LONDON - Drivers who drink only 25 ml of water an hour make twice as many mistakes as drivers who drink enough water while driving. And the number of mistakes made by dehydrated drivers is similar to the number for drivers who are tired or have drunk more than the permitted number of units of alcohol. This discovery was made recently by a team of researchers from Loughborough University (UK) and reported in The Telegraph.
The researchers carried out a series of tests with a driving simulator on 12 male drivers. The volunteers used the simulator on a day when they were properly hydrated by drinking 200 ml of water an hour. The tests were then repeated on a day when volunteers were insufficiently hydrated, drinking only 25 ml of water an hour. On the days when the participants were properly hydrated, they made an average of 47 driving mistakes. When they were insufficiently hydrated, the number of mistakes went up to 101. This figure is similar to that for drivers deprived of sleep or who are over the drink drive limit.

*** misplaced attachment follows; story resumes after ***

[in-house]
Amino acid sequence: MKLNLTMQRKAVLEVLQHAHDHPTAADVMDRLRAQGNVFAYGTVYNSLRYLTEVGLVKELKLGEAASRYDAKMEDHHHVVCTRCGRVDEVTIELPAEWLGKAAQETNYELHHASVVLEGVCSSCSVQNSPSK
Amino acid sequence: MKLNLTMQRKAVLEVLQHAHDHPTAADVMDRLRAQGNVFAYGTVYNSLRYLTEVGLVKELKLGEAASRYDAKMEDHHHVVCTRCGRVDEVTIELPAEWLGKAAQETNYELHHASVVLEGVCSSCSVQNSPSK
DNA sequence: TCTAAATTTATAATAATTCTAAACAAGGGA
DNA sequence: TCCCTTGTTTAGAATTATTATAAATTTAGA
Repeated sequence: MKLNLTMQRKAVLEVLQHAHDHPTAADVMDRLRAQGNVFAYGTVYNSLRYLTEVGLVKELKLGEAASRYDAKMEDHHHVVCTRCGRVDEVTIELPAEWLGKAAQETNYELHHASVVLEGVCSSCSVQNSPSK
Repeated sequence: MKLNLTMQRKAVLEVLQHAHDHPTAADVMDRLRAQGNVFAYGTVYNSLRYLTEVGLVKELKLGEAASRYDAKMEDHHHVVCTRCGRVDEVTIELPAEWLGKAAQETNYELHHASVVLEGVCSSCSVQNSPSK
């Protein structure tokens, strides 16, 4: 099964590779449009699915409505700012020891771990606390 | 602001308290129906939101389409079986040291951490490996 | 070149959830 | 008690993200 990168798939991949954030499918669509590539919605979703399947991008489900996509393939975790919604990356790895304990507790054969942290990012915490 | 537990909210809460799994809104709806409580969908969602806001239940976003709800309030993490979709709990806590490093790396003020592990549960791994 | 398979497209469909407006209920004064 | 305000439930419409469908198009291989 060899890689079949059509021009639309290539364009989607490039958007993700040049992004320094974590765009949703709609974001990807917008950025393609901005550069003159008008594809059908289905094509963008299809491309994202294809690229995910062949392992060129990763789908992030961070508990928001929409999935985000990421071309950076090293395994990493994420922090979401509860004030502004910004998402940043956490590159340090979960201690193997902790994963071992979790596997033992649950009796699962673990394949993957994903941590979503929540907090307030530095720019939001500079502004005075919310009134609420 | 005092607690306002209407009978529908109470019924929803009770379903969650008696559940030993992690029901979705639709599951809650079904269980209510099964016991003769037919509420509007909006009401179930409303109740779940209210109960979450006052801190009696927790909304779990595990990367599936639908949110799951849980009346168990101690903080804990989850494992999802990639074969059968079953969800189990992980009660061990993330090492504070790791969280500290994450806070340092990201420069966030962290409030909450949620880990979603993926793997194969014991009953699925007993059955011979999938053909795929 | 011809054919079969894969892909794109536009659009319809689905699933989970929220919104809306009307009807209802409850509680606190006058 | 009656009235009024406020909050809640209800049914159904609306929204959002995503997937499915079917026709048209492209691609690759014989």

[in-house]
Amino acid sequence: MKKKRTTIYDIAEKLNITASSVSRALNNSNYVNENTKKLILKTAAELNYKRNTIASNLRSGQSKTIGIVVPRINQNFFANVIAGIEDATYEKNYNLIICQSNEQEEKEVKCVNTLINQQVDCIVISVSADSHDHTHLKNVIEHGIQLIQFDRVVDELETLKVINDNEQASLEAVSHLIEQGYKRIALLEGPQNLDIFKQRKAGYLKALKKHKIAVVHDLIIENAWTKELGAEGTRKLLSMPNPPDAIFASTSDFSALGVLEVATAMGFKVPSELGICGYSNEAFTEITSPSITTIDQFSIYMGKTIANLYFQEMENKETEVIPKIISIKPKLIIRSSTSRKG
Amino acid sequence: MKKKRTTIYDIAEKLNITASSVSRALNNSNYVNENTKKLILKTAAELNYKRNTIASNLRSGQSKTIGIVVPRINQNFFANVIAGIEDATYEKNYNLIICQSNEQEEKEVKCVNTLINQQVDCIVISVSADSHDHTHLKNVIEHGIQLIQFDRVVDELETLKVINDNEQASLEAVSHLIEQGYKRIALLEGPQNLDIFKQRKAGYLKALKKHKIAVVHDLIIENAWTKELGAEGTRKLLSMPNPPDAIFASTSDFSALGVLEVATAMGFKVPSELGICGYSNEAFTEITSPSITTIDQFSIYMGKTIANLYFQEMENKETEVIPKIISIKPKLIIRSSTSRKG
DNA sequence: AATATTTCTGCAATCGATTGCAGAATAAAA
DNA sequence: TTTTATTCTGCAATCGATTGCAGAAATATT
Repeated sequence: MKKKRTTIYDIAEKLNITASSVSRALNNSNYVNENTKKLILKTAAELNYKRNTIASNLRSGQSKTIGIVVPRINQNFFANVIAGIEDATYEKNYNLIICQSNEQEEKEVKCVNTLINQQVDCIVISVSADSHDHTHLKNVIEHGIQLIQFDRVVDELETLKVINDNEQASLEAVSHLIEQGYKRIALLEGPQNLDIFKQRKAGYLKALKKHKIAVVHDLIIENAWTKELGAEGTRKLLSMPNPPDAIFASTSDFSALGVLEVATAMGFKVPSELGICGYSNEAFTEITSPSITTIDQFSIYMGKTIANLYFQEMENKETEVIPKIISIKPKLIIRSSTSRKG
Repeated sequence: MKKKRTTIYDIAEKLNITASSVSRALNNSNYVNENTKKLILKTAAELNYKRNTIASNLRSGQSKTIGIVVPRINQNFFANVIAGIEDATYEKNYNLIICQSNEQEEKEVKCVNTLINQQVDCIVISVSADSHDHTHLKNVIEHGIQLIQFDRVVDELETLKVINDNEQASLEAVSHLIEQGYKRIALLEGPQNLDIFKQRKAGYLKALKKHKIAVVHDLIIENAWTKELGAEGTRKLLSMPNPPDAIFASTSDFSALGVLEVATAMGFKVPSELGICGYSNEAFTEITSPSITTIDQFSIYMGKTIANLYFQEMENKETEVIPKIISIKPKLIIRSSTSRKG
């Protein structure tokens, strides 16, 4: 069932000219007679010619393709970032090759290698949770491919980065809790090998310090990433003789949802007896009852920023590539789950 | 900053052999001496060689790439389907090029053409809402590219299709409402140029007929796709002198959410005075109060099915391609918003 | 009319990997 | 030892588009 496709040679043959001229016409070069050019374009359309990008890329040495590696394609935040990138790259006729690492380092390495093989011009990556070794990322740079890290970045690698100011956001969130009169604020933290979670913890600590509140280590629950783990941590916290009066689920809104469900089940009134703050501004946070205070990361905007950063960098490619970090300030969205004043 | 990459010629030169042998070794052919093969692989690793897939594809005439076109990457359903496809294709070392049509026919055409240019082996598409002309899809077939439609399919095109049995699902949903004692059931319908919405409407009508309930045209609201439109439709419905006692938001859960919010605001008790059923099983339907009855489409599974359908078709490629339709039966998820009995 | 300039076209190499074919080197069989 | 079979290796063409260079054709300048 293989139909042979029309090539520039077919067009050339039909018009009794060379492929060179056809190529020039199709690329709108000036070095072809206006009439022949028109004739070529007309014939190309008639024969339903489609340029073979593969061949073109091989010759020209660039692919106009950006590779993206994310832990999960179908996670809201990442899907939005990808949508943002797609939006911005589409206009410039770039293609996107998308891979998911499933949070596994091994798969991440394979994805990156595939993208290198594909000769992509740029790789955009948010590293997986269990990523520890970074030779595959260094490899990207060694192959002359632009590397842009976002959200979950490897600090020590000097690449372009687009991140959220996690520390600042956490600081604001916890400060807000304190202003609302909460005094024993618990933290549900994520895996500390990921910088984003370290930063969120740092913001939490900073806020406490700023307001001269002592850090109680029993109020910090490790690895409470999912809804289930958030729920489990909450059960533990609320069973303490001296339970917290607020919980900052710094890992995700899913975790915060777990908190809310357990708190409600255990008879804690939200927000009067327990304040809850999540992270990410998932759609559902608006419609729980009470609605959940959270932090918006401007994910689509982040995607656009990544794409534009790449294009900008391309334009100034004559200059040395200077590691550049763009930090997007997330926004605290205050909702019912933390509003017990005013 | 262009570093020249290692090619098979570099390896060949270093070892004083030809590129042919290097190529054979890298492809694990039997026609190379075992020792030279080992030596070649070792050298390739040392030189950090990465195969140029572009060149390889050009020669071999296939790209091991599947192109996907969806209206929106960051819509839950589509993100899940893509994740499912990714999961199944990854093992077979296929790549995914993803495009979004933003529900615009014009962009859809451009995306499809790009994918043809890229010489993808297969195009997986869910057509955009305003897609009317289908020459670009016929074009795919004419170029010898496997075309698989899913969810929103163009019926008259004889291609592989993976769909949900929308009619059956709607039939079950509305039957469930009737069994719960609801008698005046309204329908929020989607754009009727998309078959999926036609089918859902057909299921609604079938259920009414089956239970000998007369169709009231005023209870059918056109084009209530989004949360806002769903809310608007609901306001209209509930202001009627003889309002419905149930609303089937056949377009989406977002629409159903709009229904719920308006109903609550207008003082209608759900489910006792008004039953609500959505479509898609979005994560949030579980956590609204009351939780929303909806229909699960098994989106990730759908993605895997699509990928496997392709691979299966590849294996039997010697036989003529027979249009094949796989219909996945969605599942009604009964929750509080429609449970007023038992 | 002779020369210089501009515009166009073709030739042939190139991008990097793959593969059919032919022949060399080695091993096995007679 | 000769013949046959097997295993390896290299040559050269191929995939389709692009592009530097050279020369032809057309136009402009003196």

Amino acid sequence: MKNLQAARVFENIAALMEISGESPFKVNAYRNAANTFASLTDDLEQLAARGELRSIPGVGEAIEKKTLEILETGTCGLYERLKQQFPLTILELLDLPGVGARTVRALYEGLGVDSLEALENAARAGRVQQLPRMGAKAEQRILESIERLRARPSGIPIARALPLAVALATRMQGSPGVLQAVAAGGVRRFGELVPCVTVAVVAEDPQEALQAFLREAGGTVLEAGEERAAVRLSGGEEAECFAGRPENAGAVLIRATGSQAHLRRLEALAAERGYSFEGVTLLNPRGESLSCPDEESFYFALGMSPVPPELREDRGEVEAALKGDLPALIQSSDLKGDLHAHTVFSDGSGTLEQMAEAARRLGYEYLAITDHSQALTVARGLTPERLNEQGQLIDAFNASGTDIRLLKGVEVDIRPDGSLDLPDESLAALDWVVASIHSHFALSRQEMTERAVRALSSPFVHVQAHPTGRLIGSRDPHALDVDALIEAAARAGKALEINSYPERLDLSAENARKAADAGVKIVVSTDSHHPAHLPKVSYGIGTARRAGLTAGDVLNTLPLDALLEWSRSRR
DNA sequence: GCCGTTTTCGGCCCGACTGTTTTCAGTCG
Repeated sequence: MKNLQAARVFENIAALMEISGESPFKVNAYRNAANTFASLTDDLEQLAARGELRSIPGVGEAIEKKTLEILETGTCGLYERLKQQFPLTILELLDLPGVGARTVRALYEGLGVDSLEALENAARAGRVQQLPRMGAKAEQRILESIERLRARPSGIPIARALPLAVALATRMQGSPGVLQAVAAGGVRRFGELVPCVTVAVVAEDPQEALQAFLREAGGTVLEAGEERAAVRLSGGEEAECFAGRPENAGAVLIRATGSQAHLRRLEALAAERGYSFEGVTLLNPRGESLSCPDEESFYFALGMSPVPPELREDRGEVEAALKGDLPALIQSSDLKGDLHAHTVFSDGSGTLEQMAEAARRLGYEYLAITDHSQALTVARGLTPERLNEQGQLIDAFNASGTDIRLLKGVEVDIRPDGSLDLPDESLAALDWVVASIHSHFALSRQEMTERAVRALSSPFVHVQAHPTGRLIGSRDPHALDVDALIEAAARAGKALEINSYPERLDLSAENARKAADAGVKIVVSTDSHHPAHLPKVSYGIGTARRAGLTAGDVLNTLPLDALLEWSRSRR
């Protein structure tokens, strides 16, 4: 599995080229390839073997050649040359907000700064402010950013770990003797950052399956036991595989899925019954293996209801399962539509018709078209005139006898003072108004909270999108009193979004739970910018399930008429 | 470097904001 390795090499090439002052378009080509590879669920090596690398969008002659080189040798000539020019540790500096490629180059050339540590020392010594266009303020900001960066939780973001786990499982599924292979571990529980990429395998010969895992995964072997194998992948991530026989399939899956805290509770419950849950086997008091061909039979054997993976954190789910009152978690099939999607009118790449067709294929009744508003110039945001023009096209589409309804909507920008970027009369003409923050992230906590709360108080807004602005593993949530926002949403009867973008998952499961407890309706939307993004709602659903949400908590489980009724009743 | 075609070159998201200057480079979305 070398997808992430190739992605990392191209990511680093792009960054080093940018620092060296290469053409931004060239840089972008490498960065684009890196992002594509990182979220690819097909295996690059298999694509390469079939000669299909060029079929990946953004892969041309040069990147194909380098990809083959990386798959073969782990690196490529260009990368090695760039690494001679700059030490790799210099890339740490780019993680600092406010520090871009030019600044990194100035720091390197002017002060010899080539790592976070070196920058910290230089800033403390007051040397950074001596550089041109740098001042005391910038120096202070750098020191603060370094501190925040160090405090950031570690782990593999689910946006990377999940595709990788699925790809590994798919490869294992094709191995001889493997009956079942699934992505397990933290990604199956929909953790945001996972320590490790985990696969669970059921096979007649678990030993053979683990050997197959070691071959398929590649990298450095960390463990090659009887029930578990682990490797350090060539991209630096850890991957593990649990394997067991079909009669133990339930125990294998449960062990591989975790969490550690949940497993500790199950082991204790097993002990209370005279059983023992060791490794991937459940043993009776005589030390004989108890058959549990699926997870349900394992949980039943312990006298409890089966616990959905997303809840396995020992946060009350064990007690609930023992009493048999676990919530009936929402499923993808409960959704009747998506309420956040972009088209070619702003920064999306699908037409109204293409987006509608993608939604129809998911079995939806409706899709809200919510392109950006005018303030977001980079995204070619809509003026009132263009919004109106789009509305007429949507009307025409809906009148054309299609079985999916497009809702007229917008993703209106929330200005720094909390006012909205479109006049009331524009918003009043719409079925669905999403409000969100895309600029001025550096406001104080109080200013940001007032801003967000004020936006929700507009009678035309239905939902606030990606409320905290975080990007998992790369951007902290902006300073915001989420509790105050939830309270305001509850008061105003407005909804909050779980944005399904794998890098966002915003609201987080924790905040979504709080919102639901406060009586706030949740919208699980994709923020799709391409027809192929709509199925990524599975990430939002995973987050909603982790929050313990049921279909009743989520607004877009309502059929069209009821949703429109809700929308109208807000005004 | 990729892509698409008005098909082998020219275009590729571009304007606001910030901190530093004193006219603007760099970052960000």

Ron Maughan, the leader of the study, said in the Telegraph: "There is no question that driving while incapable through drink or drugs increases the risk of accidents, but our findings highlight an unrecognised danger (dehydration) and suggest that drivers should be encouraged to make sure they're properly hydrated." The researchers found that mild dehydration can produce reductions in concentration and alertness, as well as headache, fatigue and negative changes in mood.